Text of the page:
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What is the glycaemic index?

The glycaemic index, or GI, is a rating scale that allows us to understand how much a food or drink affects our blood sugar, or glucose, levels.  

The GI classification system ranges from 0 - 100 where 0 is a low GI and 100 is a high GI.  

Water is classed as 0 and glucose is classed as 100.

Why is the glycaemic index important?

The human body has an amazing ability to break down food and drink into smaller more usable parts.  Some of these parts are used as the building blocks for growth and repair and some of these parts are lost from our body in our stool, sweat and urine as they are of less use to us.

One of the most important things that we get from food and drink is energy.  This comes packaged in different forms such as sugars, carbohydrates, proteins and fats.

As most of these types of energy are not easily accessible to the body they need to be broken down into chemicals that allow us to access the energy stored in them.  

Some types of food and drink are easy to breakdown and release their energy quickly whilst other are hard to break down and release their energy slowly.

Those that release their energy quickly are classed as having a HIGH GI.

High GI food and drink help you feel full quickly, but their effects are short lived and often lead to feeling tired and hungry quickly.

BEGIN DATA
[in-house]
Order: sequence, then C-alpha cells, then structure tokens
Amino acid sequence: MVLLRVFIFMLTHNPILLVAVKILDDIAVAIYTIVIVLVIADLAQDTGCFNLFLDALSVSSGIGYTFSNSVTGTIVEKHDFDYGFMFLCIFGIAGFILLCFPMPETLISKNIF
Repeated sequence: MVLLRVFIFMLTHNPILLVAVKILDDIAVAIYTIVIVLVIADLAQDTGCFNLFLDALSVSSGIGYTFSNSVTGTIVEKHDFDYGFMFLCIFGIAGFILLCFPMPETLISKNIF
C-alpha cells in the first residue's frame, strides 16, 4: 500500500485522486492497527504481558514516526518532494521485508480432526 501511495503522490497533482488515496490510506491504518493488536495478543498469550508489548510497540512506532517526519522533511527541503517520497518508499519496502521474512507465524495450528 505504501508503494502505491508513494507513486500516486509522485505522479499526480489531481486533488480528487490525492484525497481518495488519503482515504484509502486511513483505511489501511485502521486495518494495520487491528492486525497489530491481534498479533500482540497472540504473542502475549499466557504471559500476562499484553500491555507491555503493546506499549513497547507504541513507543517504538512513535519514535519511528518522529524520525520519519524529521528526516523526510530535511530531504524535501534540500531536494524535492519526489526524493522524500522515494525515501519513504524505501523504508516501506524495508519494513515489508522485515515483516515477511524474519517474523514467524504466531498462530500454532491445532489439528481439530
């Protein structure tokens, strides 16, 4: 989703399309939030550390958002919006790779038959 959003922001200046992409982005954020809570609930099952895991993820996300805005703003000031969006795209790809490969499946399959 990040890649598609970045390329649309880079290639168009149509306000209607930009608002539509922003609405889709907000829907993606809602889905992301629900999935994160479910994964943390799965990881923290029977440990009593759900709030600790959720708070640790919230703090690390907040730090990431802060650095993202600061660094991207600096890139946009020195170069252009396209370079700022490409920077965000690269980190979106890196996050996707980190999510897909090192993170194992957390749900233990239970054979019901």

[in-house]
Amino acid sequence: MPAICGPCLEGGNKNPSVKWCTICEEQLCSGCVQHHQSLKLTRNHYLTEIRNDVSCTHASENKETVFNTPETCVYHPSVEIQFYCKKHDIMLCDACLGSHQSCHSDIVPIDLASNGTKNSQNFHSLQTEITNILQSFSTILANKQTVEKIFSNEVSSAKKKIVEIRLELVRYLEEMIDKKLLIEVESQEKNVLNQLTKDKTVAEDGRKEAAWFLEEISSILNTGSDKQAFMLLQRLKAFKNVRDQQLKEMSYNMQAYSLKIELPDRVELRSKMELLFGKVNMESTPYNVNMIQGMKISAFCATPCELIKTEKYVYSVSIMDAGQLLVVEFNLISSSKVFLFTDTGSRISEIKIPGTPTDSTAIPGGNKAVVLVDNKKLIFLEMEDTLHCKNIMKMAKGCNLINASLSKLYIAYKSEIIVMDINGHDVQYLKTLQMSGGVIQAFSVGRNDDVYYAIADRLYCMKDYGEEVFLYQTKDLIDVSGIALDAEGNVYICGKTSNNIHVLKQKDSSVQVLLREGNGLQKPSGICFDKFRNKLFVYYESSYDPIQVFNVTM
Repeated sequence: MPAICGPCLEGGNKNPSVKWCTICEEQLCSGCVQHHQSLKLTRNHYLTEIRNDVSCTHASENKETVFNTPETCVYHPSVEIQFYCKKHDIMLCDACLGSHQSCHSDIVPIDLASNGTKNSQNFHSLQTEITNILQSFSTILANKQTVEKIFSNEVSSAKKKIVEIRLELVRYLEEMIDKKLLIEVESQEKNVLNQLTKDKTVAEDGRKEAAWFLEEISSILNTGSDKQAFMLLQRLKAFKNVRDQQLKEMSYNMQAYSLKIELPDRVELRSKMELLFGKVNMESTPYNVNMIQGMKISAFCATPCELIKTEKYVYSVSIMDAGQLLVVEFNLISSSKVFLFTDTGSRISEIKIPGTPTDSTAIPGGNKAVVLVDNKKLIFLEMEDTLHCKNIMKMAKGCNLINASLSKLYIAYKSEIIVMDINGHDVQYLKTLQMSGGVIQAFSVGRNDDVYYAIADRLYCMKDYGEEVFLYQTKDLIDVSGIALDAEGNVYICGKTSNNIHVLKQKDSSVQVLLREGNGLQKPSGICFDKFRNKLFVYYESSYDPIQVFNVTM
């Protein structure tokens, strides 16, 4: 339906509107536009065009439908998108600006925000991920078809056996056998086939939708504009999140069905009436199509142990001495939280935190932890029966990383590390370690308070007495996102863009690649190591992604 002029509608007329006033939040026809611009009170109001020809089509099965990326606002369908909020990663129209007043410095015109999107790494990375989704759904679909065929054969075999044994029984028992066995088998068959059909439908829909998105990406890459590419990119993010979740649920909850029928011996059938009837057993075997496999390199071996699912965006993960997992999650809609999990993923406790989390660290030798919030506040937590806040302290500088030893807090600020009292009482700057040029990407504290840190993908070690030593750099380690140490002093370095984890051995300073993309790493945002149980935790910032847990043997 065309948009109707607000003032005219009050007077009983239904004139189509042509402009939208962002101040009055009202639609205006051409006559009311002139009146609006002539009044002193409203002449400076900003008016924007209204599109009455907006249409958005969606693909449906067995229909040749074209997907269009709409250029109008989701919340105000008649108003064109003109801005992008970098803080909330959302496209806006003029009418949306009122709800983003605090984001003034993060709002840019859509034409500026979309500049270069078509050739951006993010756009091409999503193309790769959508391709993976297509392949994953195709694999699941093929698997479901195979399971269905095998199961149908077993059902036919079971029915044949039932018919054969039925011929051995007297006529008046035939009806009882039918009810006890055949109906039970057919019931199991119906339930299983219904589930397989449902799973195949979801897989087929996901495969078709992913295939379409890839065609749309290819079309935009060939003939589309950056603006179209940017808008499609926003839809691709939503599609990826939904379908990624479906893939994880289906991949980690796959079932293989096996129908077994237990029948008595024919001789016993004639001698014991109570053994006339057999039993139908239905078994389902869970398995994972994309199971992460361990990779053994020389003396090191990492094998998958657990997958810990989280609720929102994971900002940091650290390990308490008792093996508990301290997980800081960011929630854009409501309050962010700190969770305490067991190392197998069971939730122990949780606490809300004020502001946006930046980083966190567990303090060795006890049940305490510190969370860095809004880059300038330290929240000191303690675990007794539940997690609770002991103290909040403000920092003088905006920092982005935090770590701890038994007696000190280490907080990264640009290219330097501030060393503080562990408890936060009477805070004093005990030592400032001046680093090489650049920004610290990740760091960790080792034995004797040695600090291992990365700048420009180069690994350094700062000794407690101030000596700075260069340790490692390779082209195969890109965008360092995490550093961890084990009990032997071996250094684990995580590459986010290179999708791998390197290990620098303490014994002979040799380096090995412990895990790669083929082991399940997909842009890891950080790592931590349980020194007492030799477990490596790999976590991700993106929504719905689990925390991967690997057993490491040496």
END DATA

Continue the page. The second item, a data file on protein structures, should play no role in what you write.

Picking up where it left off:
Examples include

Potatoes mashed with margarine


Corn flakes

Rice crispies

Slimming world HiFi bars


Rice cakes

Mashed carrot and swede

Fish cakes

Fruit strings

Those that release their energy slowly are classed as having a LOW GI.

Low GI food and drink help you to feel fuller for longer.

Examples include

Peanuts, Almonds, Hazelnuts, Brazil nuts

Pork spare ribs

Vegetable lasagne


Kidney beans

Wheat flour tortillas


Chocolate nut spread

Cottage cheese

How can I use the glycaemic index?

The GI is especially useful to Diabetics to help understand how food or drink affect blood sugar levels.

For example, it is well understood that taking a diet rich in low GI food and drink can help control the blood sugar levels in Type 2 Diabetics.

High blood sugar levels for prolonged periods of time lead to widespread damage in the body increasing our risk of a number of serious illnesses.  Examples include having a heart attack, having a stroke, or developing blindness or kidney failure.

What are the limitations of the glycaemic index?

Whilst understanding the GI is a great way of measuring how quickly food or drink will affect our blood sugar, it’s not a good way to assess how “healthy” a food or drink is.  For example some foods or drinks that have a low GI might be high in fat or salt which cause other problems in the body.

The aim of the game is to develop a healthy balanced diet where no one building block of life is too little or too excessive.

Useful Links and Downloads


Glycaemic index chart

(Based on research by Aston et al. Obesity Reviews 2010).

Diabetes UK website


Glycaemic Index


October 2018 (Dr Eggitt)